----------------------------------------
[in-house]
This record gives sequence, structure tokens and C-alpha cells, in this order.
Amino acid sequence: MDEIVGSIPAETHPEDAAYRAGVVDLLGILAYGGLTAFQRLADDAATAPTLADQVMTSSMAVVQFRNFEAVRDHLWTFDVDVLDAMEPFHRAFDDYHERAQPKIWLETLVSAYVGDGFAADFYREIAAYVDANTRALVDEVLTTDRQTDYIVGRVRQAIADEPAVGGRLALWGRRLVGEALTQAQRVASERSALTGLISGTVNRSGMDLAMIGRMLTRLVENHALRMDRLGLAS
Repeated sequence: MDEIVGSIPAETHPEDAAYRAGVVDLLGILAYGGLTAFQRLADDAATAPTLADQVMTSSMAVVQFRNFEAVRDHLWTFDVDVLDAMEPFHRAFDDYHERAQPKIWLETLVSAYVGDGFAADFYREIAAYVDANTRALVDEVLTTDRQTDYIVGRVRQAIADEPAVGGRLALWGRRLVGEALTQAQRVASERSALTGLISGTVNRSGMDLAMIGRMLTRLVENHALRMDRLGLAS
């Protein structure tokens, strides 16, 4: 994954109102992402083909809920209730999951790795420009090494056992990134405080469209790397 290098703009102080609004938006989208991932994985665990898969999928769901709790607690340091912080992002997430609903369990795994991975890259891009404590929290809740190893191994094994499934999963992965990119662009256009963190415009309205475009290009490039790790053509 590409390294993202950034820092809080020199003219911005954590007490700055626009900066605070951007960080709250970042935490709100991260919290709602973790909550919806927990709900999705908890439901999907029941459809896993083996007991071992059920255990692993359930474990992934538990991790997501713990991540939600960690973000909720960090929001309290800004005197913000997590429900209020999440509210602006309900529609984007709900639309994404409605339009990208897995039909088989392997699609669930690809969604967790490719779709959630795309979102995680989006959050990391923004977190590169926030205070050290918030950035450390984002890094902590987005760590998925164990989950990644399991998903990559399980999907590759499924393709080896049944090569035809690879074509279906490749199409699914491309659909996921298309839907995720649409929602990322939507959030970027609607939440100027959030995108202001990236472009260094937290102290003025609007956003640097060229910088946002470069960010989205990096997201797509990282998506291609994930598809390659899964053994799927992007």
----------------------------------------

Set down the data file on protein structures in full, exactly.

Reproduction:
[in-house]
This record gives sequence, structure tokens and C-alpha cells, in this order.
Amino acid sequence: MDEIVGSIPAETHPEDAAYRAGVVDLLGILAYGGLTAFQRLADDAATAPTLADQVMTSSMAVVQFRNFEAVRDHLWTFDVDVLDAMEPFHRAFDDYHERAQPKIWLETLVSAYVGDGFAADFYREIAAYVDANTRALVDEVLTTDRQTDYIVGRVRQAIADEPAVGGRLALWGRRLVGEALTQAQRVASERSALTGLISGTVNRSGMDLAMIGRMLTRLVENHALRMDRLGLAS
Repeated sequence: MDEIVGSIPAETHPEDAAYRAGVVDLLGILAYGGLTAFQRLADDAATAPTLADQVMTSSMAVVQFRNFEAVRDHLWTFDVDVLDAMEPFHRAFDDYHERAQPKIWLETLVSAYVGDGFAADFYREIAAYVDANTRALVDEVLTTDRQTDYIVGRVRQAIADEPAVGGRLALWGRRLVGEALTQAQRVASERSALTGLISGTVNRSGMDLAMIGRMLTRLVENHALRMDRLGLAS
């Protein structure tokens, strides 16, 4: 994954109102992402083909809920209730999951790795420009090494056992990134405080469209790397 290098703009102080609004938006989208991932994985665990898969999928769901709790607690340091912080992002997430609903369990795994991975890259891009404590929290809740190893191994094994499934999963992965990119662009256009963190415009309205475009290009490039790790053509 590409390294993202950034820092809080020199003219911005954590007490700055626009900066605070951007960080709250970042935490709100991260919290709602973790909550919806927990709900999705908890439901999907029941459809896993083996007991071992059920255990692993359930474990992934538990991790997501713990991540939600960690973000909720960090929001309290800004005197913000997590429900209020999440509210602006309900529609984007709900639309994404409605339009990208897995039909088989392997699609669930690809969604967790490719779709959630795309979102995680989006959050990391923004977190590169926030205070050290918030950035450390984002890094902590987005760590998925164990989950990644399991998903990559399980999907590759499924393709080896049944090569035809690879074509279906490749199409699914491309659909996921298309839907995720649409929602990322939507959030970027609607939440100027959030995108202001990236472009260094937290102290003025609007956003640097060229910088946002470069960010989205990096997201797509990282998506291609994930598809390659899964053994799927992007």